Ethnic Tribal dressOctober 28, 2014
There doesn’t seem to be a season go by each year when ethnic tribal dress has not had a fashion moment, giving a clear indication that designers are still influenced by African, Indonesian and North American dress. From 2009 onwards the catwalks have been adorned with the colourful and vibrant prints that have taken their inspiration from across the globe.
Ethnic tribal dress and its influences on modern fashion
Incorporating other more diverse cultures into modern western fashion can transform an outfit and give an interesting look to a potentially dull outfit.
Always in fashion
Back in 2009 ethnic and tribal dress fashion was being incorporated into what was described as a more “romantic” vibe and then it seemed as if every year was a tribal, ethnic year, with the same exotic prints and patterns. In the spring and summer of 2012 it was predicted that there’d be plenty of this ethnic and tribal dress influence, for those that had not had enough of it yet, with patterns and colours worked into western garments. Prints and weaves were popular for both men and women with foreign motifs, and a zeal for ethnic and tribal accessories fully embraced.
Again in the spring and summer of 2013 the ethnic and tribal vibe was felt again with bright colours, feathers and beads with playful graphics. The spring of this year (2014) saw the global vibe on the catwalk again, with exotic embellishments, imaginative embroidery, Aztec jewellery and draping garments with graphic prints.
When did it all start?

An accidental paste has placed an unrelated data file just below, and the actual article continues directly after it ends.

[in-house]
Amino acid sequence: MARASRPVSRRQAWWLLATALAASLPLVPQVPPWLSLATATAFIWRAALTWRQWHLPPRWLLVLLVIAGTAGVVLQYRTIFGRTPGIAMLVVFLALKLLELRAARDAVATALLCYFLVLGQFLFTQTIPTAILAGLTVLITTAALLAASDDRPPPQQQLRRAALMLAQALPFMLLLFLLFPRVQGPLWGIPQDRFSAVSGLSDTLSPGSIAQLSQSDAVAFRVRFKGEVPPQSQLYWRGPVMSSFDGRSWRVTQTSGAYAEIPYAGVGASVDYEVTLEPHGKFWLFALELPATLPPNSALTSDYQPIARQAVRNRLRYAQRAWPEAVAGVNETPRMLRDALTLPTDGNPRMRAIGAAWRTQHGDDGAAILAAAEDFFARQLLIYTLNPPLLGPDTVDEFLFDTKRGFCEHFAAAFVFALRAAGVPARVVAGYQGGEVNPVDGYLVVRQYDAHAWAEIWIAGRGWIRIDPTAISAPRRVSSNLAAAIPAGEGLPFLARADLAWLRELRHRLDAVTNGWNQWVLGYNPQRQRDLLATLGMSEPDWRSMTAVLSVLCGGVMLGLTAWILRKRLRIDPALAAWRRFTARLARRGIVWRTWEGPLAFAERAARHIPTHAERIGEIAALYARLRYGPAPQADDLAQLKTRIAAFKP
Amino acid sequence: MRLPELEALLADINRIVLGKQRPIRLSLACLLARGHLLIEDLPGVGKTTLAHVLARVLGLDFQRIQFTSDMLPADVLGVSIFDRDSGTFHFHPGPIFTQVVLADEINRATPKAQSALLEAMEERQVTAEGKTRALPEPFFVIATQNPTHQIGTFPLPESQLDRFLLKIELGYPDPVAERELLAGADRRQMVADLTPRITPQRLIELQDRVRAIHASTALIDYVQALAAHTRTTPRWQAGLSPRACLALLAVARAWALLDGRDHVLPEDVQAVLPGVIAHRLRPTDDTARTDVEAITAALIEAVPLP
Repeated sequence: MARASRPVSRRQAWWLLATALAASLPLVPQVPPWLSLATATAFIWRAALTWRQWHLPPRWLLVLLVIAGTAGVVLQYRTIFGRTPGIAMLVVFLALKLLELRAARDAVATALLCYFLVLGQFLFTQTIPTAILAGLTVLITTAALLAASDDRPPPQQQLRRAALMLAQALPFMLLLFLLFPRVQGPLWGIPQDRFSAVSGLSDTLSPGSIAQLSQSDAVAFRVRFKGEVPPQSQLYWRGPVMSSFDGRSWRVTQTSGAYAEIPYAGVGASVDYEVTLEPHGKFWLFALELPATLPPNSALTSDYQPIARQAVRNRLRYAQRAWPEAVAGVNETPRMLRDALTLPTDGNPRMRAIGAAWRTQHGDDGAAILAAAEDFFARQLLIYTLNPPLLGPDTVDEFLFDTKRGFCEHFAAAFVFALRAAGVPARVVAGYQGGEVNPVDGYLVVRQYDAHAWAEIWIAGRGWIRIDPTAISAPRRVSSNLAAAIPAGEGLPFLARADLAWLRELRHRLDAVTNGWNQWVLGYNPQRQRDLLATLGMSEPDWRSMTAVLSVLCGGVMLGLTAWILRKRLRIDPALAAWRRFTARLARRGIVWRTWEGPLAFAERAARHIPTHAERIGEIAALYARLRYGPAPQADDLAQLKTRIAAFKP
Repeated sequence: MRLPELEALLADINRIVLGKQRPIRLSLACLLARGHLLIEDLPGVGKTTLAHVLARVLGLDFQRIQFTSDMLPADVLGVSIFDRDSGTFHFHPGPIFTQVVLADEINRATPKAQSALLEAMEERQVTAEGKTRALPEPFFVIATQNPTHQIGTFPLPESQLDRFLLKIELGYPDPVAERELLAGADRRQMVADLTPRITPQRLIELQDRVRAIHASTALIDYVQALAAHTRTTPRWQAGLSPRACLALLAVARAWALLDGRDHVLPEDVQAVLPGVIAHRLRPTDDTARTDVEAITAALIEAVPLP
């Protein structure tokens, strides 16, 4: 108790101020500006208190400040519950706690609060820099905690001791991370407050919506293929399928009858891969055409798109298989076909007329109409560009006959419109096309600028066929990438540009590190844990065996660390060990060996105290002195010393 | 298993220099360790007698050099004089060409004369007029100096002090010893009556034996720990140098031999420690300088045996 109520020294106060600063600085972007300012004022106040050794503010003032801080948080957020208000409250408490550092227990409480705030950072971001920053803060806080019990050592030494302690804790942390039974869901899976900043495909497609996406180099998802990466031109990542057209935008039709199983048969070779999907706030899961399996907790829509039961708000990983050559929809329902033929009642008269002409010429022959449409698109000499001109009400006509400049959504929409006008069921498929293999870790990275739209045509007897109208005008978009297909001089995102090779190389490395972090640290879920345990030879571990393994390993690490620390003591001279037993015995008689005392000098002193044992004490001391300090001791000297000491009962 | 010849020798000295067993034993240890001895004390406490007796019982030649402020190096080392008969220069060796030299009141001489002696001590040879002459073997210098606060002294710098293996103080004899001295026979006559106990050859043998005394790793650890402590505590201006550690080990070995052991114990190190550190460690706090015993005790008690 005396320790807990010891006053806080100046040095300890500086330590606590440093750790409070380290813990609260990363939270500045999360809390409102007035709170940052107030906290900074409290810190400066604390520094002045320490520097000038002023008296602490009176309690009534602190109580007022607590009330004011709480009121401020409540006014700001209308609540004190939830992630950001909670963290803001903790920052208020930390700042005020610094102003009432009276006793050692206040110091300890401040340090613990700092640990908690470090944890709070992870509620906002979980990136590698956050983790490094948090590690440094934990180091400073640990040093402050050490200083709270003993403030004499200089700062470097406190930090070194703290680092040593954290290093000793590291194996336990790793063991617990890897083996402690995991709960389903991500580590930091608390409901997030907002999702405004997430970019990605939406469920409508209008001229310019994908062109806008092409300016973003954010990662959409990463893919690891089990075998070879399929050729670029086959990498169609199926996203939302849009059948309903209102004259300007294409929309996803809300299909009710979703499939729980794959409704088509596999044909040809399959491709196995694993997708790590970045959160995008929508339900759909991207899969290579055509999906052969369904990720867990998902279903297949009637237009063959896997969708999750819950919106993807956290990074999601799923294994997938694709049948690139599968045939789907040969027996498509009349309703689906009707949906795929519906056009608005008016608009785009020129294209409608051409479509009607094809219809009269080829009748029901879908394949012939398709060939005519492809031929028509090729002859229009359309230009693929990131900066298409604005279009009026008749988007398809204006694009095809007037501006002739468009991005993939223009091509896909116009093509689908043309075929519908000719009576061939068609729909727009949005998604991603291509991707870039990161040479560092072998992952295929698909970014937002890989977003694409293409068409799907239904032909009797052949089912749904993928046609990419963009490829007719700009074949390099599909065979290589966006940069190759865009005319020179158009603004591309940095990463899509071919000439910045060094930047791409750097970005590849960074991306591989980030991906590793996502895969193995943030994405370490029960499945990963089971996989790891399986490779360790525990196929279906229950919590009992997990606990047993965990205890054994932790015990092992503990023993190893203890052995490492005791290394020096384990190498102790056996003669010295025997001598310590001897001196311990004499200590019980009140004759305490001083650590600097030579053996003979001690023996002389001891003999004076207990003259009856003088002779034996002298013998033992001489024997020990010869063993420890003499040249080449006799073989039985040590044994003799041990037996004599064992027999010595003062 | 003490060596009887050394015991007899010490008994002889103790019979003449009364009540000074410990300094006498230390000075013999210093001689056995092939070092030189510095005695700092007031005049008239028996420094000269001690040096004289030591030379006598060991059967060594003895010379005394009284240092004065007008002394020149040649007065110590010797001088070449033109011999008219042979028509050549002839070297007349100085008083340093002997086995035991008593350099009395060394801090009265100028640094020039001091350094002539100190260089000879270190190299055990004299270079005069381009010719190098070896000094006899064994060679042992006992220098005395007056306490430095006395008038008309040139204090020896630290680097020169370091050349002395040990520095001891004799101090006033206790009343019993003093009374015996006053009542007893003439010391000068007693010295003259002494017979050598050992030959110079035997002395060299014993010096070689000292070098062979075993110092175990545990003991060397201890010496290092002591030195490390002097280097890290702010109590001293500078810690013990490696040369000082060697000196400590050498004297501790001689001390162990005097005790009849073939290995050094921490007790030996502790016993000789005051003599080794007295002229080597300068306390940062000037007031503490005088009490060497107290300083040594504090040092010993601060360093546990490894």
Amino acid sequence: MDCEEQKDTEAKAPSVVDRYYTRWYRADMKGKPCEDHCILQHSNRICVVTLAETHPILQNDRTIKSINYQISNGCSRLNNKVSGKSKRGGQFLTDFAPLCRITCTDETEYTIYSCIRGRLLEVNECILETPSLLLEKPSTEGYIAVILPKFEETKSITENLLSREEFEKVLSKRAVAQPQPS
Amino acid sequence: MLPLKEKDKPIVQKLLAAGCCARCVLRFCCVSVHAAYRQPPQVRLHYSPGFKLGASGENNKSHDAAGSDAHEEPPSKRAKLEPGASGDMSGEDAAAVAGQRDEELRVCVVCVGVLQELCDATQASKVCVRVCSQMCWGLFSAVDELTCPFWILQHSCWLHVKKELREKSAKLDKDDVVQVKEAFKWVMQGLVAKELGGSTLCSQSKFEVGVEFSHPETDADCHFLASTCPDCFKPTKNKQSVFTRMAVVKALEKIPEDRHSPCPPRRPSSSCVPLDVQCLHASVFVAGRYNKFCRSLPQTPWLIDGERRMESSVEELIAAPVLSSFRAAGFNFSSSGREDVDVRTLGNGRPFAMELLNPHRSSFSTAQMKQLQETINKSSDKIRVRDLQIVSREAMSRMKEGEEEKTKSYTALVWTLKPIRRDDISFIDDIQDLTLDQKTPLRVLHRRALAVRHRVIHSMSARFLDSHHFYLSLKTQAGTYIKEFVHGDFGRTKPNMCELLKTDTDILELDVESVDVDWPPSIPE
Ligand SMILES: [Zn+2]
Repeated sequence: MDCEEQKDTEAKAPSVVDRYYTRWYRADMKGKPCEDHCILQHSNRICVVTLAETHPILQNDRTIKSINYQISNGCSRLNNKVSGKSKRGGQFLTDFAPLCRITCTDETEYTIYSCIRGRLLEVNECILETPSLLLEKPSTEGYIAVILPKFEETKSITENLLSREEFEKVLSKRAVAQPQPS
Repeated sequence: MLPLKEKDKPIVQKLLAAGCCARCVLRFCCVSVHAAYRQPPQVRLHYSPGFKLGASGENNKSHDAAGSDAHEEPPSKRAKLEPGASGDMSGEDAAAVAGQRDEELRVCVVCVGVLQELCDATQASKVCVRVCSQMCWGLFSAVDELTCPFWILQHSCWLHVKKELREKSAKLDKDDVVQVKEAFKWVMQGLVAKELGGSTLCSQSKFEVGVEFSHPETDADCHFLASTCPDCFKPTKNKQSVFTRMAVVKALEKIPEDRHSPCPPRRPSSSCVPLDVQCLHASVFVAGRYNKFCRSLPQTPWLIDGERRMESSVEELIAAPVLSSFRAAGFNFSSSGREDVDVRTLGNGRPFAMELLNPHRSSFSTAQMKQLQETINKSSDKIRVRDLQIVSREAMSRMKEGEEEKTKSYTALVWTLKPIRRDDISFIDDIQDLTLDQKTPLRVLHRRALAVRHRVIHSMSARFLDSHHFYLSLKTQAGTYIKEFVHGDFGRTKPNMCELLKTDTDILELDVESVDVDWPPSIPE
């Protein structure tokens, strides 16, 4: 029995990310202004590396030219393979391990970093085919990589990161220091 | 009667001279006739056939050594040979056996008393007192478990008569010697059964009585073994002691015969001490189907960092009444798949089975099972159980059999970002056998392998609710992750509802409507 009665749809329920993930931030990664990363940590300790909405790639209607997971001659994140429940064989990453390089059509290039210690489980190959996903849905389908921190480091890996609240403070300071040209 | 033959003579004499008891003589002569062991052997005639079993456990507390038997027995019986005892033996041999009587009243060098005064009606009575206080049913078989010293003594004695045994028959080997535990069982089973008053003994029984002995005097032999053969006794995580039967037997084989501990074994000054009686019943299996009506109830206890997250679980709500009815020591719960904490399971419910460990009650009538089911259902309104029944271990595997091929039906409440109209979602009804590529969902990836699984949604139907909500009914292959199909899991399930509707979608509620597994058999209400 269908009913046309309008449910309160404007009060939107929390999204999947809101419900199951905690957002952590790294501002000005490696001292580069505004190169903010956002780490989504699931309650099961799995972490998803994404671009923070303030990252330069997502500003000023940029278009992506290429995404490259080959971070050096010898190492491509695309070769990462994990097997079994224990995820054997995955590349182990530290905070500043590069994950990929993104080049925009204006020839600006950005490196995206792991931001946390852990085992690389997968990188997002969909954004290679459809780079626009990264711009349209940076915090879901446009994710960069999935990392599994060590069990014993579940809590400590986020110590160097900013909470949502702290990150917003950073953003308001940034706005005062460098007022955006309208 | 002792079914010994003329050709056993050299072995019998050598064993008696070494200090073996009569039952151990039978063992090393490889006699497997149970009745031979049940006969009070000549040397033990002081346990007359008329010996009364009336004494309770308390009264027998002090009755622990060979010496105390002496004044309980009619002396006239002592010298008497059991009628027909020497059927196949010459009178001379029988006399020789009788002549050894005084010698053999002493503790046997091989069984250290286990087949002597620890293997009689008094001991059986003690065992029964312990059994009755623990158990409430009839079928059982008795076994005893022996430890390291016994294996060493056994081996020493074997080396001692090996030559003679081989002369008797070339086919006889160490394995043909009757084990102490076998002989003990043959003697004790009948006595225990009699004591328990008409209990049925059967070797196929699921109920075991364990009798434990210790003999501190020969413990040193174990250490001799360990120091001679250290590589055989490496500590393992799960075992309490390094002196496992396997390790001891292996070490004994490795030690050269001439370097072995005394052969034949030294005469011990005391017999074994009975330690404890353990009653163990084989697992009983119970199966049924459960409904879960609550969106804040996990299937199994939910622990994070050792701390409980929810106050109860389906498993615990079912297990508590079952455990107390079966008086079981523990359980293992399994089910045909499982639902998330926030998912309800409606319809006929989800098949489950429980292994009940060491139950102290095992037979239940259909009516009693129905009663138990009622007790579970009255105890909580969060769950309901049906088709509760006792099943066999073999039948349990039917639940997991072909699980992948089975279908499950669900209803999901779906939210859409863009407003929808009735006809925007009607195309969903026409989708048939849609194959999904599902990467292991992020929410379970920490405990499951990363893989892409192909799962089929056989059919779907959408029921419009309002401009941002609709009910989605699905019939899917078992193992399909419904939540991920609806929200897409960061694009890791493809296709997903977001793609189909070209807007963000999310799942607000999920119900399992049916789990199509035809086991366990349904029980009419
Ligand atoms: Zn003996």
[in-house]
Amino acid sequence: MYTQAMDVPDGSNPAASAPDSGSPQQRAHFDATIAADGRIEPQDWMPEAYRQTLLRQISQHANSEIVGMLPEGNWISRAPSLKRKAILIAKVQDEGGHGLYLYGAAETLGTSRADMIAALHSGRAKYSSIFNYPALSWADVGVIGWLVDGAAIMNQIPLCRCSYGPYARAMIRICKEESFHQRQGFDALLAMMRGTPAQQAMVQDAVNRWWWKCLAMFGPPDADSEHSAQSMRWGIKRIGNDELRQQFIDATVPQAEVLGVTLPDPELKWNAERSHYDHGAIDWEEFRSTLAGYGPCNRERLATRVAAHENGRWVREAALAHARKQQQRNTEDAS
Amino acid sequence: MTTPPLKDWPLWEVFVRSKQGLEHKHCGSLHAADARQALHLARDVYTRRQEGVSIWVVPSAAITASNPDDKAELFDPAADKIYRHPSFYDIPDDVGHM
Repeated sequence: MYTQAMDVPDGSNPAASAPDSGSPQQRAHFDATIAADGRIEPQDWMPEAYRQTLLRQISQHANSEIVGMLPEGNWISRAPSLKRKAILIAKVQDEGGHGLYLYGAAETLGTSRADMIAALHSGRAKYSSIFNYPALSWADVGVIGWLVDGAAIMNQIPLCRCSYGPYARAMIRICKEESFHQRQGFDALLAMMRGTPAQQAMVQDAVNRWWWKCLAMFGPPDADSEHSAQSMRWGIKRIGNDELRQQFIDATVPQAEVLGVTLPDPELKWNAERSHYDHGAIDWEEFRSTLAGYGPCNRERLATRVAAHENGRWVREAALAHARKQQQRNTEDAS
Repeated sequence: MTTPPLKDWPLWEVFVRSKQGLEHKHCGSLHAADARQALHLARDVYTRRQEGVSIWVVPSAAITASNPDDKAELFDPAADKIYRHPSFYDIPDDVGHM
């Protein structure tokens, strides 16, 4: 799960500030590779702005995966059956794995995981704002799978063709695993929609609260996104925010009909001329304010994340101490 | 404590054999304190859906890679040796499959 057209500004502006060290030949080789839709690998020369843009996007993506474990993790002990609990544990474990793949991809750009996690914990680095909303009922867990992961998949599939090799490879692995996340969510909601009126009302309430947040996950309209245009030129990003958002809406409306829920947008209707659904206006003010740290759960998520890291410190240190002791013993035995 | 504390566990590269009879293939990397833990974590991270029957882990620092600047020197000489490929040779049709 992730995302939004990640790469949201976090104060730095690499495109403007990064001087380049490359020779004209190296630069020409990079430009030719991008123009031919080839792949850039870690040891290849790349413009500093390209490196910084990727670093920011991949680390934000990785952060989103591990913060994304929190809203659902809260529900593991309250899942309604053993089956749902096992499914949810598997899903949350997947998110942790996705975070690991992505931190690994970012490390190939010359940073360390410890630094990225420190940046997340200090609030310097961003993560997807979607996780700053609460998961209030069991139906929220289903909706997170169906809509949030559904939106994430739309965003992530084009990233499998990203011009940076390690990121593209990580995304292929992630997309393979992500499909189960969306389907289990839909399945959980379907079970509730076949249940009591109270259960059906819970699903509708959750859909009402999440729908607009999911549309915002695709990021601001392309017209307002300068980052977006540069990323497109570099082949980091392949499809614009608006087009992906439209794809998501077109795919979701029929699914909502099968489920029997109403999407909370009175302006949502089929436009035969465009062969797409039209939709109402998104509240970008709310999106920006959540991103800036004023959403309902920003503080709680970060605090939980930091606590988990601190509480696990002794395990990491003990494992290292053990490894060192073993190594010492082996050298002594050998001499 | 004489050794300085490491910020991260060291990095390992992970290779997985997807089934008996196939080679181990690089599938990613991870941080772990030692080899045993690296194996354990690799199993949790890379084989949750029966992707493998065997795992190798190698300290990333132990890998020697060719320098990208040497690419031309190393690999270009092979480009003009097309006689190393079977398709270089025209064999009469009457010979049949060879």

It’s hard to pinpoint exactly when this tribal and ethnic fashion started to permeate modern fashion in the west, it’s easy to assume it was the sixties and the exciting prints that were being used with fabric, coupled with more daring colourful accessories, tribal prints with matching headscarves, brightly coloured maxis with geometric and graphic prints with draping fabrics. This was a complete opposite to the austerity of the 50s and early sixties that had gone before.
1920s ethnic and tribal influences
However, the twenties saw a its share of ethnic and tribal influences during a period known as Orientalism, with Japonism being a form of dress that encapsulated Japanese influence on Western dress. There were colourful fabrics with bold geometrics and graphics on dresses and kimono type garments with beautiful motifs and colours.
Once these influences had arrived they were here to stay. Cheaper and more accessible travel had opened up the world, particularly in the sixties and people were now more aware of what the rest of the world was like, they could see there were interesting countries out there, with their own fashion vibe going on.
Ethnic tribal influences from the 1970s – 1990s
The seventies were still in love with ethnic and tribal dress, with the eighties still embracing bright colours if not the prints and graphics that went with them. The eighties were all about block colours, padded shoulders and the ostentatious dressing of Dynasty and Dallas, with the New Romantics and the dregs of punk flooding the early to mid-eighties.